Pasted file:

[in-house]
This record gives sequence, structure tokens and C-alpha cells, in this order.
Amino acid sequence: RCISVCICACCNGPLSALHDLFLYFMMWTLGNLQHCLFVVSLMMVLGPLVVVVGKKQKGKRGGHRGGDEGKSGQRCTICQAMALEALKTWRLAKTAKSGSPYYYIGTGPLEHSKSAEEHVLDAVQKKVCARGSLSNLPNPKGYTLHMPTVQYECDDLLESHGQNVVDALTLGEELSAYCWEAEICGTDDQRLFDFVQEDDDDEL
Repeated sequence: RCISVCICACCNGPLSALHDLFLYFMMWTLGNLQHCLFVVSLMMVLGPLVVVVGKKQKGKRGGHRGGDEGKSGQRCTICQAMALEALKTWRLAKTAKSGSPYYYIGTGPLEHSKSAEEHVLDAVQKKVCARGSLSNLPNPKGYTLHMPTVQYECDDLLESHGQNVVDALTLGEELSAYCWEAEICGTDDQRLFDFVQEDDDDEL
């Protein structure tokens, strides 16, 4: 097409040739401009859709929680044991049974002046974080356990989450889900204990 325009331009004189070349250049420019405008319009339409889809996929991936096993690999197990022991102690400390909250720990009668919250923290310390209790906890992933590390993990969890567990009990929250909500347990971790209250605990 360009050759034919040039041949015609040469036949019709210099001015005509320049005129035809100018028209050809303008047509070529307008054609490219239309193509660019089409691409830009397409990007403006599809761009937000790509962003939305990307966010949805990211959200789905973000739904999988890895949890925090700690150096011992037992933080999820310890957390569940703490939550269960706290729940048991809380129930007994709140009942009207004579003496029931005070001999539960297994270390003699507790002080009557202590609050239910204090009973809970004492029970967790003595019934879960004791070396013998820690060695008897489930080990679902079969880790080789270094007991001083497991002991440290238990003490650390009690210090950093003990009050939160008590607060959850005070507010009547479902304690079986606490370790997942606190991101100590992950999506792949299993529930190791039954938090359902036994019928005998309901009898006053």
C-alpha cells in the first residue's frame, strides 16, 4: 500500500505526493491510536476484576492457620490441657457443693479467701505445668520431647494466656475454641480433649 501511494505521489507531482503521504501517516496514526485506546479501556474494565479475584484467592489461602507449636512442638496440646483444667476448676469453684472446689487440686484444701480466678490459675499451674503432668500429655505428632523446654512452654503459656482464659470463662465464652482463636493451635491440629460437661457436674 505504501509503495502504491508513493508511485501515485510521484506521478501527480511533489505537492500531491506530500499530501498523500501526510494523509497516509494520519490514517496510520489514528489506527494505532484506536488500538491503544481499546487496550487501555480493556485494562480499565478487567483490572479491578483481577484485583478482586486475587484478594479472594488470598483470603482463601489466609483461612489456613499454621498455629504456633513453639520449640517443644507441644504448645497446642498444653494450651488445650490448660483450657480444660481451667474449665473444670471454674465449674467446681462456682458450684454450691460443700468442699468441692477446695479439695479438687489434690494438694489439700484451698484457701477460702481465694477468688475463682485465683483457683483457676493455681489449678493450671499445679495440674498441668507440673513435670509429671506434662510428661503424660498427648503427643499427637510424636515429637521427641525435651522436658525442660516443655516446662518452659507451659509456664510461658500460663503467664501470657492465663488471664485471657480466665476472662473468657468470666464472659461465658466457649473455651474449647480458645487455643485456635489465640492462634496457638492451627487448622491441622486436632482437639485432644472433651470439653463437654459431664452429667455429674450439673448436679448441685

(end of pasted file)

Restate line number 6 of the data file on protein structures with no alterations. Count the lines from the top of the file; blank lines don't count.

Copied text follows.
C-alpha cells in the first residue's frame, strides 16, 4: 500500500505526493491510536476484576492457620490441657457443693479467701505445668520431647494466656475454641480433649 501511494505521489507531482503521504501517516496514526485506546479501556474494565479475584484467592489461602507449636512442638496440646483444667476448676469453684472446689487440686484444701480466678490459675499451674503432668500429655505428632523446654512452654503459656482464659470463662465464652482463636493451635491440629460437661457436674 505504501509503495502504491508513493508511485501515485510521484506521478501527480511533489505537492500531491506530500499530501498523500501526510494523509497516509494520519490514517496510520489514528489506527494505532484506536488500538491503544481499546487496550487501555480493556485494562480499565478487567483490572479491578483481577484485583478482586486475587484478594479472594488470598483470603482463601489466609483461612489456613499454621498455629504456633513453639520449640517443644507441644504448645497446642498444653494450651488445650490448660483450657480444660481451667474449665473444670471454674465449674467446681462456682458450684454450691460443700468442699468441692477446695479439695479438687489434690494438694489439700484451698484457701477460702481465694477468688475463682485465683483457683483457676493455681489449678493450671499445679495440674498441668507440673513435670509429671506434662510428661503424660498427648503427643499427637510424636515429637521427641525435651522436658525442660516443655516446662518452659507451659509456664510461658500460663503467664501470657492465663488471664485471657480466665476472662473468657468470666464472659461465658466457649473455651474449647480458645487455643485456635489465640492462634496457638492451627487448622491441622486436632482437639485432644472433651470439653463437654459431664452429667455429674450439673448436679448441685